Pump it!

January 22, 2009

 

The New Yorker

Image credit: The New Yorker

There was a fascinating article in The New Yorker last week by Jill Lepore about the historical ebb and flow in the popularity of breast feeding.  One of the points I found most intriguing was how the use of breast pumps has actually hurt women’s chances of gaining truly family-friendly policies in the work place.

She argues that with the rise of pumping, employers have been able to opt for creating pumping rooms and have then not needed to allow for flexible schedules or provide childcare on site or offer more generous family leave policies.  

A number of my friends pump at work and I admire them for doing so.  But in Type-A City it is also an issue.  One friend has talked about her discomfort with the pumping making too much noise and disturbing her colleagues.  Others have spoken of the trials and tribulations that go along with pumping- decreased milk supply, lugging the stuff back and forth, forgetting pumped milk in the bag and then losing it.  All in all, a pain in the breast.

It also got me thinking about something that happened over the weekend.  A friend who has a six-month-old baby was in town from California for the inauguration.  We met for brunch and at the end of the meal she went into the coffee shop’s kid room to pump- a much nicer place to do it than a bathroom stall.  My husband mentioned later that he was surprised that she had done that and had worried that parents would be scandalized to see a woman with her breast exposed.  And the sad thing- he was totally right to worry!  In California, I wouldn’t think twice about whipping out the boob to pump in a coffee shop, but here in Type-A land I would definitely feel self-conscious.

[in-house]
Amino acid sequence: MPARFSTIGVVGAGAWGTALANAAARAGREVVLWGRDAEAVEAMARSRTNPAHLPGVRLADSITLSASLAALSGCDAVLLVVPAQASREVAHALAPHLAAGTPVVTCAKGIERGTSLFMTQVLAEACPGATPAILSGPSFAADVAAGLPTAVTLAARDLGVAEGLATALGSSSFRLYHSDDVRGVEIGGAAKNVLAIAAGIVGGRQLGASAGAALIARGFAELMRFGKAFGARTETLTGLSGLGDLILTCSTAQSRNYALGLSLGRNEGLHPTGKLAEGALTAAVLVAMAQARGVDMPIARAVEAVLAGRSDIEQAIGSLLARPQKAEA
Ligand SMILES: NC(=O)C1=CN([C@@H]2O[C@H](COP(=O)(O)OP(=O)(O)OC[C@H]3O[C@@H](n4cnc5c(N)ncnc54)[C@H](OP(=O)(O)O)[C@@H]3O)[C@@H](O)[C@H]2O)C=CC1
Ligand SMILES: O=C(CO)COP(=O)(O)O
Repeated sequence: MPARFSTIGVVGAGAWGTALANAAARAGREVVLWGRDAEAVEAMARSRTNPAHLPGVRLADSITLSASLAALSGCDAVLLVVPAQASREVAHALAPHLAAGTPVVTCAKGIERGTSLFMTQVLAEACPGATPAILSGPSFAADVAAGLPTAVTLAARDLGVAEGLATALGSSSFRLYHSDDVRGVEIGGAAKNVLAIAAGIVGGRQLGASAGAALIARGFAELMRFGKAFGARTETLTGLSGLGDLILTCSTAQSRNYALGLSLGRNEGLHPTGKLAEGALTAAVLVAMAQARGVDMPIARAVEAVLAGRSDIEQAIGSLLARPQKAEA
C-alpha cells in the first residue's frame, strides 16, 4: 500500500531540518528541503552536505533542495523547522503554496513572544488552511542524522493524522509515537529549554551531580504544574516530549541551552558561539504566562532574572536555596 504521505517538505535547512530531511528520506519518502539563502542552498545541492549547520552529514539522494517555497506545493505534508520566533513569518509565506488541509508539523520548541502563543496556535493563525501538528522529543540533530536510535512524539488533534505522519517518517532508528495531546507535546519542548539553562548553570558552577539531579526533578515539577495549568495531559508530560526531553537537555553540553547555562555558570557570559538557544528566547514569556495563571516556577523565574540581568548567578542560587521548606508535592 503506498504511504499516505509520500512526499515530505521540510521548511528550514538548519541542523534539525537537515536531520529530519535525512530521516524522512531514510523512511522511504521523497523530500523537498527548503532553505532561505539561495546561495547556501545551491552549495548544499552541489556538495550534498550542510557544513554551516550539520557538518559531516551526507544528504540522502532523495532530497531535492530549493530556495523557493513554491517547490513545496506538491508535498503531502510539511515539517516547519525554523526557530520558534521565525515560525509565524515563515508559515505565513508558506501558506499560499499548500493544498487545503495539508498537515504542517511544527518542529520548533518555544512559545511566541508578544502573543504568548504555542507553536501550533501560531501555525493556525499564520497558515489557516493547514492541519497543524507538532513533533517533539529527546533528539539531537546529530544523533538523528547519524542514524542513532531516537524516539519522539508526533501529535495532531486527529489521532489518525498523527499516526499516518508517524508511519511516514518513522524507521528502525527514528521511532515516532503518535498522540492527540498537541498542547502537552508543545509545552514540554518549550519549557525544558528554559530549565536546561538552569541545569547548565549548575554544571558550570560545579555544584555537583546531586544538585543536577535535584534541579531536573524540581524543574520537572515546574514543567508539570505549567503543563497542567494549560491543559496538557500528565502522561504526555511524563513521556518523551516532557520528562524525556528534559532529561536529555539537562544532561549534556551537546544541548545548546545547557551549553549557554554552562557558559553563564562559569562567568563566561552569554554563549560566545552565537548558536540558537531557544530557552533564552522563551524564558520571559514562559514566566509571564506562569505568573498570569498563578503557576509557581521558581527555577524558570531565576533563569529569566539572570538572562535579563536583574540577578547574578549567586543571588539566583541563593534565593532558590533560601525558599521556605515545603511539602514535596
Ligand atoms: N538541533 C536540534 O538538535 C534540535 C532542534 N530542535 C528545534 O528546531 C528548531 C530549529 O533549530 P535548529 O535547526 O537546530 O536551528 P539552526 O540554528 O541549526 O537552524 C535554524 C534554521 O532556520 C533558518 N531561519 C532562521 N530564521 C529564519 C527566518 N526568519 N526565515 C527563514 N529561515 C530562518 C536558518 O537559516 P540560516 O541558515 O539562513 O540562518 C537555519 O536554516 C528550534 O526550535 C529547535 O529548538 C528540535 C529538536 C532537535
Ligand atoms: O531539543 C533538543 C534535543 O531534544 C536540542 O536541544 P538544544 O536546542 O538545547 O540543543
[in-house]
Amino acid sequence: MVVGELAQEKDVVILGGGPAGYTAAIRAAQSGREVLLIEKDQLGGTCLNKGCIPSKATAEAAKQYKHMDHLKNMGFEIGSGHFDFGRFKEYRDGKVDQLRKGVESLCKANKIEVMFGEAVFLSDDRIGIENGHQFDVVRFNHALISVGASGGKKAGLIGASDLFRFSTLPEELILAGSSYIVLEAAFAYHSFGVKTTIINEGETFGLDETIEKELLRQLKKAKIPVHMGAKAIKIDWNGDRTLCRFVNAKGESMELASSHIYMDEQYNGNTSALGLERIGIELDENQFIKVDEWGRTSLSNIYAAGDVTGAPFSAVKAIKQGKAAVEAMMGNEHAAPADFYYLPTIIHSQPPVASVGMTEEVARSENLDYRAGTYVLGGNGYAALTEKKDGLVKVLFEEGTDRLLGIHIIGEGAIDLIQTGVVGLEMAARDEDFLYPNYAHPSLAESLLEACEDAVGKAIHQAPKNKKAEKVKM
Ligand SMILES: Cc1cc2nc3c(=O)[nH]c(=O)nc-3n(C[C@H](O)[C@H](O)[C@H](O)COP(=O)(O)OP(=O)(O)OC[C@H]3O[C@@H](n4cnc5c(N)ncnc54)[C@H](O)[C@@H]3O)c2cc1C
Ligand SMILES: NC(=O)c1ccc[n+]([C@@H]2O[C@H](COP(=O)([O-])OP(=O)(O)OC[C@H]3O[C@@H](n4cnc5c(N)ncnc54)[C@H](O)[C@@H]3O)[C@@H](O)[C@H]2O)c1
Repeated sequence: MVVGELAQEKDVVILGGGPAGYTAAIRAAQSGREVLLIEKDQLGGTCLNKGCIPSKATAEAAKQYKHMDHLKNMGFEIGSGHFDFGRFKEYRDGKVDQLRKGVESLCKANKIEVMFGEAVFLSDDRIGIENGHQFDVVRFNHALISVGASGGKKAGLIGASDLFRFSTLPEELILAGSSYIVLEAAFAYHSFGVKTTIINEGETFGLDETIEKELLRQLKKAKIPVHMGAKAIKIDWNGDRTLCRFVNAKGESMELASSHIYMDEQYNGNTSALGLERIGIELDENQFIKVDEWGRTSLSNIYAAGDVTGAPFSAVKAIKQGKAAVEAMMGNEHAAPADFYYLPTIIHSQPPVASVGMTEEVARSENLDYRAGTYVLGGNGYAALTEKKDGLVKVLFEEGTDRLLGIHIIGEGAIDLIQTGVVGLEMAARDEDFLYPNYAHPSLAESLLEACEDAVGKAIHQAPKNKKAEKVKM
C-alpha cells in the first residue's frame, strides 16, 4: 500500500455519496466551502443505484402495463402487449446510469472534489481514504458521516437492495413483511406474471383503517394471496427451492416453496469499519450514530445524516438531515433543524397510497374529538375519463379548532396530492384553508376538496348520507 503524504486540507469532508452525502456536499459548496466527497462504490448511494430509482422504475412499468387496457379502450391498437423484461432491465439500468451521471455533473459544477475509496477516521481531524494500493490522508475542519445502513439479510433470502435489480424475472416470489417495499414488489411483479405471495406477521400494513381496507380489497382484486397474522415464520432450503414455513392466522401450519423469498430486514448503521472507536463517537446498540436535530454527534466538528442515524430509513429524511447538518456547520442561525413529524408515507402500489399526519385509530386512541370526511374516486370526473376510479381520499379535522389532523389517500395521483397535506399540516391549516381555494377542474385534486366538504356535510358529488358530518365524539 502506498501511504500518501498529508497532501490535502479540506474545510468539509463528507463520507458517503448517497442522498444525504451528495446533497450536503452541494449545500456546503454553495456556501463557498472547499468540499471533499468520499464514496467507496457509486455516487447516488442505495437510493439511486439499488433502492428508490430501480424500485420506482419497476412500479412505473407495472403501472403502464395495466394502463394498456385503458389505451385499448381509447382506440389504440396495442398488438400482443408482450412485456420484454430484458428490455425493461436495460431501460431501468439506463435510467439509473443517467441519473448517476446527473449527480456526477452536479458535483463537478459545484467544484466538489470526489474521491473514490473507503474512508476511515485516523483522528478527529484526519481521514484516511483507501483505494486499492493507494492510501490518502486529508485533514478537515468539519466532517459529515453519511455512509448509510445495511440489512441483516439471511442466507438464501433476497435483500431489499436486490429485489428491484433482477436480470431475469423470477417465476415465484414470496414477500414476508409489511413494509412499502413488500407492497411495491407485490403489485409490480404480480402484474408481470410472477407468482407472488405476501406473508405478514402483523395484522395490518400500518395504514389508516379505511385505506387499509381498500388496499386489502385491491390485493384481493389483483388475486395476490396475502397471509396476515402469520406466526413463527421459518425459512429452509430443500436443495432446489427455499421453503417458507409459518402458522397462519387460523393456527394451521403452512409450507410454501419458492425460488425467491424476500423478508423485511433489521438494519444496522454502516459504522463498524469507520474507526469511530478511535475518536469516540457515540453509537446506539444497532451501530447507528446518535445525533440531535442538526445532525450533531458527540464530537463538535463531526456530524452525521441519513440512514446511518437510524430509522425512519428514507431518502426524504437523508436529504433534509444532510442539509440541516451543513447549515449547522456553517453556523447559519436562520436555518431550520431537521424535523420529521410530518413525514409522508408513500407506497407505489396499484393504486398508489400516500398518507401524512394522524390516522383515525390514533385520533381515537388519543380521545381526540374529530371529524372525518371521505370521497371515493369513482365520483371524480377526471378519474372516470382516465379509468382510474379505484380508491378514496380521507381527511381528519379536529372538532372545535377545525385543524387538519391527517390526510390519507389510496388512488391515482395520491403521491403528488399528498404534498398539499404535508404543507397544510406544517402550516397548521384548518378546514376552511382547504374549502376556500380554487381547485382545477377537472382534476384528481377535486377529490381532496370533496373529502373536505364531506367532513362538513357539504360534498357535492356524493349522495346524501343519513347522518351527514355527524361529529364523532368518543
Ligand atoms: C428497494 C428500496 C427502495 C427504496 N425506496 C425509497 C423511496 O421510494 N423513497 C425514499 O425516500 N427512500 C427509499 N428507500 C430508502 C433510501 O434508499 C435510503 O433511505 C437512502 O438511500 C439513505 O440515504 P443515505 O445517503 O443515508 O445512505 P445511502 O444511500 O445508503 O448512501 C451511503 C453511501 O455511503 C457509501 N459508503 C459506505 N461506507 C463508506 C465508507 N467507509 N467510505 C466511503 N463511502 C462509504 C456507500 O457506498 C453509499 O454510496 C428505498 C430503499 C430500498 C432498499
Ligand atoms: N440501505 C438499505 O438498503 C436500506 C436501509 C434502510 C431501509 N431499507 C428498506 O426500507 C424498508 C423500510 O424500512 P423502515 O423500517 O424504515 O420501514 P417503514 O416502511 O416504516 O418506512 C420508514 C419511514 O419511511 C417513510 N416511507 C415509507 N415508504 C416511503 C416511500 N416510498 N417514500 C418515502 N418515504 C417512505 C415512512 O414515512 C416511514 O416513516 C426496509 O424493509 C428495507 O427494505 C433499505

So here we are, trying to do something good for our kids.  Hell, we are pressured to do it so that we can maintain our careers and parent at the same time, but God forbid we be public about it.  The hypocrisy is staggering.  

So I say we have a pump-in.  Pump in our cubicles.  Pump in the lunchrooms.  Pump in the conference rooms.  Pump during conference calls- and not with the mute button on.  Show our employers what this really requires.  Play on their discomfort- maybe that’s how we can get better family policies!

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